"Mom, can I help you make dinner?” Inspired by episodes of Chopped and Cutthroat Kitchen, my eldest child is often eager to “help” his dad or me prepare meals. This certainly leads to a great time in the kitchen together, but is it really help? If you consider the extra time and large mess that often results, probably not.
Similarly, when we ask our kids to help fold the clean clothes, the end result often looks more like origami than folded laundry. Was this help? Um . . . not so much.
Though I value training my kids to help out around the house, let me be honest: sometimes their “help” is the very last thing I want. It often creates more work for me as I try to straighten out the resulting mess.
My fiercely independent five-year-old daughter frequently exhibits another response to help. If I try to help her put on her shoe before she asks, she’s furious. “I can do it!” If she falls down and I try to help her up, “I can do it!” And in many situations when she clearly needs help, she’s reticent to receive it—so determined to show that she’s “a big girl” and can handle it herself.
As they so often do, in both of these help-scenarios, my kids teach me quite a bit about my own relationship with God. How often is my life like a chaotic kitchen or a disastrous laundry pile as I try to “help” God solve a problem or address a need? How often do I end up making a mess of things rather than relying on him to handle things in his power and timing?
Or how often do I refuse God’s help in the stubborn self-delusion that I can depend on my own strength? How often am I blind to my profound and absolute reliance upon him?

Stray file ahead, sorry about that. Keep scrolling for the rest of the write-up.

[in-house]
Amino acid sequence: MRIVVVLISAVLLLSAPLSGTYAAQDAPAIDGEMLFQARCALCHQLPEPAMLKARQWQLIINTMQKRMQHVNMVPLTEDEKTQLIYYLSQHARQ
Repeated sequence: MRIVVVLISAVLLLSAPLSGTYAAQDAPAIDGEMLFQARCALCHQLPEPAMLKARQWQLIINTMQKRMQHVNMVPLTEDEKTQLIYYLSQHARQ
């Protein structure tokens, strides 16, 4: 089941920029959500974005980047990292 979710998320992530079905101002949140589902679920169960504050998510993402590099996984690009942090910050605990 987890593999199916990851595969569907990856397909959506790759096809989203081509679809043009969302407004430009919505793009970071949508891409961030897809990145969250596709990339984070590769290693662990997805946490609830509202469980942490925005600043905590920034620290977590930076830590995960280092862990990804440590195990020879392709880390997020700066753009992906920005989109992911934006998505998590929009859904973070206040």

While God welcomes our engagement with him, he certainly doesn’t need our “help”—yet we utterly need his. In this issue of Today’s Christian Woman we explore help. How can we rely on God’s help and receive the help of others? How can we follow God’s lead by helping others in need? How can we find help when we’re faced with situations we’re not equipped to handle on our own? You can engage with these critical questions in the following articles:
- Amid the cultural deluge of self-help mantras, Ann Swindell dissects the difference between self-help and God-reliance. Need help in your own life? Dive into the dialogue in “The Lure—and the Lie—of Self-Help.”
- We live in a world full of need—poverty, hunger, disease—and one of the best ways we can help is through financial giving. But how can we make sure it actually makes a difference? In Maria Cowell’s “3 Tips for Donating to Charity,” examine how Christian nonprofits utilize donations and be equipped to make critical decisions about how you can help others most effectively.
- Is it truly compassionate to help end the life of someone who is suffering or terminally ill? In “The False ‘Help’ of Physician-Assisted Suicide,” Joni Eareckson Tada weighs in on physician-assisted suicide. Well-versed in the pain of suffering, Joni takes a compelling stand on this issue—and invites you to do the same.
- How can moms help their teenage sons navigate a world of sexual temptation? How can we parent well as our boys grow into young men and face struggles like masturbation, lust, or pornography? In “When Your Son is Tempted by Porn,” Dorothy Greco provides guidance for moms as we do our best to parent teen boys—and lean on God’s help in the process!
- Accepting help is often much tougher than offering it to others. In “The Hardest Thing to Ask For,” Vaneetha Rendall shares how physical limitations have forced her to rely on others’ help—and how doing so has shaped her faith in surprising ways.
In all these matters—from our desire to help others to our own need for help—God reminds us that he is our help. He doesn’t just provide help—he is the help we need. No matter what we face, God is, as hymn writer Isaac Watts so beautifully described,
Our help in ages past,
Our hope for years to come,
Our shelter from the stormy blast,
And our eternal home.
When the Last Thing You Want Is Help
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